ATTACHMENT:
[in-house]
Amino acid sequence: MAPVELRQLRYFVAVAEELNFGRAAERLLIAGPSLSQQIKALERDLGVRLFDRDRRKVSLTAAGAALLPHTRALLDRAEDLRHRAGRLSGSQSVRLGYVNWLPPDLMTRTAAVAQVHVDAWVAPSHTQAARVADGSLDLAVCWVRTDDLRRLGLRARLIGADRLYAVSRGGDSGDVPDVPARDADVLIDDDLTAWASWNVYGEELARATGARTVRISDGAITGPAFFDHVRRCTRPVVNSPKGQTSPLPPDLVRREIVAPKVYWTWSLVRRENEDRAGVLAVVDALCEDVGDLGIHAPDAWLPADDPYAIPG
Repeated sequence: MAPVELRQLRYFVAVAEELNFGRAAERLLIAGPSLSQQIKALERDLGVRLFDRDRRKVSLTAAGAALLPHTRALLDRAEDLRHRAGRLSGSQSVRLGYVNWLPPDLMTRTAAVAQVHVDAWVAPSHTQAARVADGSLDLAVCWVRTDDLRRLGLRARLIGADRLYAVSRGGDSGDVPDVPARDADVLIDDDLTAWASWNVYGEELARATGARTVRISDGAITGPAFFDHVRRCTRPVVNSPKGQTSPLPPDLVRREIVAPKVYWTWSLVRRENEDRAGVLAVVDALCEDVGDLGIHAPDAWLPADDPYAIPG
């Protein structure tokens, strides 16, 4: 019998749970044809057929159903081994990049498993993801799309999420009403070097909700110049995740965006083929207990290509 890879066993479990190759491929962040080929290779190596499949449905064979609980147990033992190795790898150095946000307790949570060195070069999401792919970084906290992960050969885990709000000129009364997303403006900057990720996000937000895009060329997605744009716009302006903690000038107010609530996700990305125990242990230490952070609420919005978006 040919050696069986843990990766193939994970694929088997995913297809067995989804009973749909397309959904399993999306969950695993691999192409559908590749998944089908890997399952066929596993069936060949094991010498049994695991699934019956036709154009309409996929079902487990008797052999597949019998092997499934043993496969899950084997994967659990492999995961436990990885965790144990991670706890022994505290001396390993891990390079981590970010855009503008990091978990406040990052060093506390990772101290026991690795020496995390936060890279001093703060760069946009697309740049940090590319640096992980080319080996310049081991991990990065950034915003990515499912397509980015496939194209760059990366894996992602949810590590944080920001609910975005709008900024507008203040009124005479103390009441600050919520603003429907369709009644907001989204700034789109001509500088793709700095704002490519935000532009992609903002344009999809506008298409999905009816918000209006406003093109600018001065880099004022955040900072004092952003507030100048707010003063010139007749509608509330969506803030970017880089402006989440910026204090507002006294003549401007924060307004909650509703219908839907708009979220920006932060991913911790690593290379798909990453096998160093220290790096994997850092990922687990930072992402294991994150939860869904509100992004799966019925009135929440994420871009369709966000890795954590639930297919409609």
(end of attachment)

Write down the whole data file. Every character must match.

[in-house]
Amino acid sequence: MAPVELRQLRYFVAVAEELNFGRAAERLLIAGPSLSQQIKALERDLGVRLFDRDRRKVSLTAAGAALLPHTRALLDRAEDLRHRAGRLSGSQSVRLGYVNWLPPDLMTRTAAVAQVHVDAWVAPSHTQAARVADGSLDLAVCWVRTDDLRRLGLRARLIGADRLYAVSRGGDSGDVPDVPARDADVLIDDDLTAWASWNVYGEELARATGARTVRISDGAITGPAFFDHVRRCTRPVVNSPKGQTSPLPPDLVRREIVAPKVYWTWSLVRRENEDRAGVLAVVDALCEDVGDLGIHAPDAWLPADDPYAIPG
Repeated sequence: MAPVELRQLRYFVAVAEELNFGRAAERLLIAGPSLSQQIKALERDLGVRLFDRDRRKVSLTAAGAALLPHTRALLDRAEDLRHRAGRLSGSQSVRLGYVNWLPPDLMTRTAAVAQVHVDAWVAPSHTQAARVADGSLDLAVCWVRTDDLRRLGLRARLIGADRLYAVSRGGDSGDVPDVPARDADVLIDDDLTAWASWNVYGEELARATGARTVRISDGAITGPAFFDHVRRCTRPVVNSPKGQTSPLPPDLVRREIVAPKVYWTWSLVRRENEDRAGVLAVVDALCEDVGDLGIHAPDAWLPADDPYAIPG
């Protein structure tokens, strides 16, 4: 019998749970044809057929159903081994990049498993993801799309999420009403070097909700110049995740965006083929207990290509 890879066993479990190759491929962040080929290779190596499949449905064979609980147990033992190795790898150095946000307790949570060195070069999401792919970084906290992960050969885990709000000129009364997303403006900057990720996000937000895009060329997605744009716009302006903690000038107010609530996700990305125990242990230490952070609420919005978006 040919050696069986843990990766193939994970694929088997995913297809067995989804009973749909397309959904399993999306969950695993691999192409559908590749998944089908890997399952066929596993069936060949094991010498049994695991699934019956036709154009309409996929079902487990008797052999597949019998092997499934043993496969899950084997994967659990492999995961436990990885965790144990991670706890022994505290001396390993891990390079981590970010855009503008990091978990406040990052060093506390990772101290026991690795020496995390936060890279001093703060760069946009697309740049940090590319640096992980080319080996310049081991991990990065950034915003990515499912397509980015496939194209760059990366894996992602949810590590944080920001609910975005709008900024507008203040009124005479103390009441600050919520603003429907369709009644907001989204700034789109001509500088793709700095704002490519935000532009992609903002344009999809506008298409999905009816918000209006406003093109600018001065880099004022955040900072004092952003507030100048707010003063010139007749509608509330969506803030970017880089402006989440910026204090507002006294003549401007924060307004909650509703219908839907708009979220920006932060991913911790690593290379798909990453096998160093220290790096994997850092990922687990930072992402294991994150939860869904509100992004799966019925009135929440994420871009369709966000890795954590639930297919409609």